Failure to Strengthen Standards for 25 Consumer, Commercial Products Named in Suit Would Cost Consumers More Than $580B, Add More Than 2 Billion Tons of Air Pollution by 2050
LANSING – Michigan Attorney General Dana Nessel joined 15 other attorneys general and the city of New York in filing a lawsuit against the Trump administration’s Department of Energy (DOE) for failing to meet legal deadlines for reviewing and updating national energy efficiency standards for 25 categories of common consumer and commercial products and industrial equipment. These categories include home appliances such as washers and dryers, refrigerators and freezers, microwave ovens, room air conditioners and water heaters. The deadlines for updating the majority of the standards — set by Congress in the Energy Policy and Conservation Act (EPCA) — have been in the last four years.
“The Trump administration has neglected to develop or maintain key energy efficiency standards, and this failure will ultimately cost consumers upward of $580 billion and could prove detrimental to our environment,” Nessel said. “These updated standards are long overdue. It’s time for the administration to meet its legal responsibilities and finally strengthen these critically important measures for the benefit of both consumers and our natural resources.”
The EPCA authorizes national energy efficiency standards for a wide variety of consumer and commercial products and industrial equipment. Among other provisions, it establishes initial minimum energy efficiency standards and required DOE to develop new or amended standards for product categories covered by the act. Additionally, to ensure standards maximize an efficiency level that is “technologically feasible and economically justified,” the act requires that DOE meet certain deadlines for reviewing and revising standards on a periodic basis.
In the lawsuit — filed in the U.S. District Court, Southern District of New York — the coalition argues that the DOE’s failure to meet federal statutory deadlines for reviewing and strengthening energy efficiency standards for the 25 named product categories violates EPCA.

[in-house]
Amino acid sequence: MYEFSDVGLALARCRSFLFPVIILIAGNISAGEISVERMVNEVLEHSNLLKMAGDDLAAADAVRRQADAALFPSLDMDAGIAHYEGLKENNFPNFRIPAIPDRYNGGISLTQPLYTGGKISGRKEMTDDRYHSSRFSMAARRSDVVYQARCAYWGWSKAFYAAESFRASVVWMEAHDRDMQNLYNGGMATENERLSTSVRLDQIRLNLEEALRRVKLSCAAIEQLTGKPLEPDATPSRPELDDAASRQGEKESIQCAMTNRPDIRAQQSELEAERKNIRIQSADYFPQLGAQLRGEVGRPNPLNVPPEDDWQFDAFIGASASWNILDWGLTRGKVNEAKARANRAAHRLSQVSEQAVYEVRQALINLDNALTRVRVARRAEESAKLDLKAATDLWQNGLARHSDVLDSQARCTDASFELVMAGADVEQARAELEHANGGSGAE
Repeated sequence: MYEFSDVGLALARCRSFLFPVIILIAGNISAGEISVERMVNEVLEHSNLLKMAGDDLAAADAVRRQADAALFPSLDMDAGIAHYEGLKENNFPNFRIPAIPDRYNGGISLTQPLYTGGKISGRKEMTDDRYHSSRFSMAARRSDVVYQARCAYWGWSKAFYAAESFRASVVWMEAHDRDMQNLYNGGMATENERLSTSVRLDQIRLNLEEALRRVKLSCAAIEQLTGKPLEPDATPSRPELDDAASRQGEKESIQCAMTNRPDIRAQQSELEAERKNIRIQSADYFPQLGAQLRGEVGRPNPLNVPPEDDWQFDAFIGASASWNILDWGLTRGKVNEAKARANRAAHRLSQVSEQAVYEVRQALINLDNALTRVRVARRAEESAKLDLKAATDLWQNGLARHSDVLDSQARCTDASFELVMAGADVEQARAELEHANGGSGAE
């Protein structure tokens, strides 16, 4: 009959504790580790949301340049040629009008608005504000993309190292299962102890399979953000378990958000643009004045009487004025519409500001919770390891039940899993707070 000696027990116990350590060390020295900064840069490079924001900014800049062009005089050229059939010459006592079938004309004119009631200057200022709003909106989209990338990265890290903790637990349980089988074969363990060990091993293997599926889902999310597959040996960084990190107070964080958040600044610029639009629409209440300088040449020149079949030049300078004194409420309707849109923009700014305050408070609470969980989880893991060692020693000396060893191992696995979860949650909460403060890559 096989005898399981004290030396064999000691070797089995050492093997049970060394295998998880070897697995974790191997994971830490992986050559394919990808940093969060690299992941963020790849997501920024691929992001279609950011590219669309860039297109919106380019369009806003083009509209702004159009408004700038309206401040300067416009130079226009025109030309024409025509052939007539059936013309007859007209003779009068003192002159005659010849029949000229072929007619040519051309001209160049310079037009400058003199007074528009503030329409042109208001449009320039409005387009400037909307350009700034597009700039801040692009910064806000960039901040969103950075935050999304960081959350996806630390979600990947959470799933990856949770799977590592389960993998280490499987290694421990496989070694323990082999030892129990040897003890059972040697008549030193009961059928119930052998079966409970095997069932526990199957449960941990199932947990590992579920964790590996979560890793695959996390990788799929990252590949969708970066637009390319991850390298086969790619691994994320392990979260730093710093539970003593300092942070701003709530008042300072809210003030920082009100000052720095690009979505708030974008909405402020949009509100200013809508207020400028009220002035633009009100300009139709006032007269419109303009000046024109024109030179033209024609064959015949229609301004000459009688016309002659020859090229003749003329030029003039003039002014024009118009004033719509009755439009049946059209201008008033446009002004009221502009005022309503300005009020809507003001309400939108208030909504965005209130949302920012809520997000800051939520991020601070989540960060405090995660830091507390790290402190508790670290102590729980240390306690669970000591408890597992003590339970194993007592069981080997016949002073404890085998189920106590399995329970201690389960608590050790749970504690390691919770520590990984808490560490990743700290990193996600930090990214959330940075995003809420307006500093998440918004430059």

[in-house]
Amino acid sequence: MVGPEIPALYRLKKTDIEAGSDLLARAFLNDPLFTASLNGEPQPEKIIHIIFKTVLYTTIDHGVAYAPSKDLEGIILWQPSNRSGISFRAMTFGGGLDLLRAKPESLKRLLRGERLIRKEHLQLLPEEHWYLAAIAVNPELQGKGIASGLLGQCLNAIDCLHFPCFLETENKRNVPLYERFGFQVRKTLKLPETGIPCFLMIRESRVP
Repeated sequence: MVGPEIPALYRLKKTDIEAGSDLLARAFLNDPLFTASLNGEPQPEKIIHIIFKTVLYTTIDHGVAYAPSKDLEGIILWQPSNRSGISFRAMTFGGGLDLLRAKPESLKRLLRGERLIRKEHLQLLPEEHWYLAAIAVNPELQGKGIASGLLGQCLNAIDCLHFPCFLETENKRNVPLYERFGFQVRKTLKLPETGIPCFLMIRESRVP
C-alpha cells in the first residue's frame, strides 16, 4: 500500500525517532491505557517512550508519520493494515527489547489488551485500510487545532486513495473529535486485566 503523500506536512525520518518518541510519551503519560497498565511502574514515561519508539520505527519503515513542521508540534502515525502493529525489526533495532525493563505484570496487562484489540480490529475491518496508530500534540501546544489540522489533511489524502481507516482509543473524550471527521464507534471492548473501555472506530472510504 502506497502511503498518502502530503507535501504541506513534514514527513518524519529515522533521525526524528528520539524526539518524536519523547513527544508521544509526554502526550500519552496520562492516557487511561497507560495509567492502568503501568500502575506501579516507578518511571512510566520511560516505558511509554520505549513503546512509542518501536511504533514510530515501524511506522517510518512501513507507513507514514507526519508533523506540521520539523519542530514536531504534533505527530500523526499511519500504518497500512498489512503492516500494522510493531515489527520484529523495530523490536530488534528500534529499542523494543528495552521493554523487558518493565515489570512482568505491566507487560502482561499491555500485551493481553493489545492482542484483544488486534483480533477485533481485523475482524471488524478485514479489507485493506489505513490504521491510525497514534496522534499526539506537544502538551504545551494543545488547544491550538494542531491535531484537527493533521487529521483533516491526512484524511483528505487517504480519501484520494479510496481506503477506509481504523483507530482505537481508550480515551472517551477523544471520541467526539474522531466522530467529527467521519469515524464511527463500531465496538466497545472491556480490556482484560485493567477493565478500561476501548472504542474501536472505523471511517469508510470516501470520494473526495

The coalition charges that DOE’s failure to meet these statutory deadlines deprives the states, their residents and their businesses of the benefits from strengthened standards, including lower energy bills, a more reliable electricity grid, and reduced emissions of harmful air pollutants that contribute to climate change and harm public health. The coalition asks the court to require DOE to comply with the EPCA’s statutory deadlines and other requirements according to an expeditious schedule.
Energy efficiency standards established under EPCA cover more than 60 categories of residential and commercial products and commercial equipment. Together, these products use about 90 percent of the total amount of energy consumed in homes in the United States, 60 percent of the energy used in the country’s commercial buildings, and 30 percent of the energy used in our nation’s industries. DOE estimates that, by 2030, efficiency standards completed through 2016 will save more energy than the entire nation consumes in one year and will save consumers more than $2 trillion on their utility bills.
Attorney General Nessel joins the attorneys general of California, Colorado, Connecticut, Illinois, Maine, Maryland, Massachusetts, Minnesota, New Jersey, New York, Oregon, Vermont, Washington, the District of Columbia, and the city of New York in filing this lawsuit.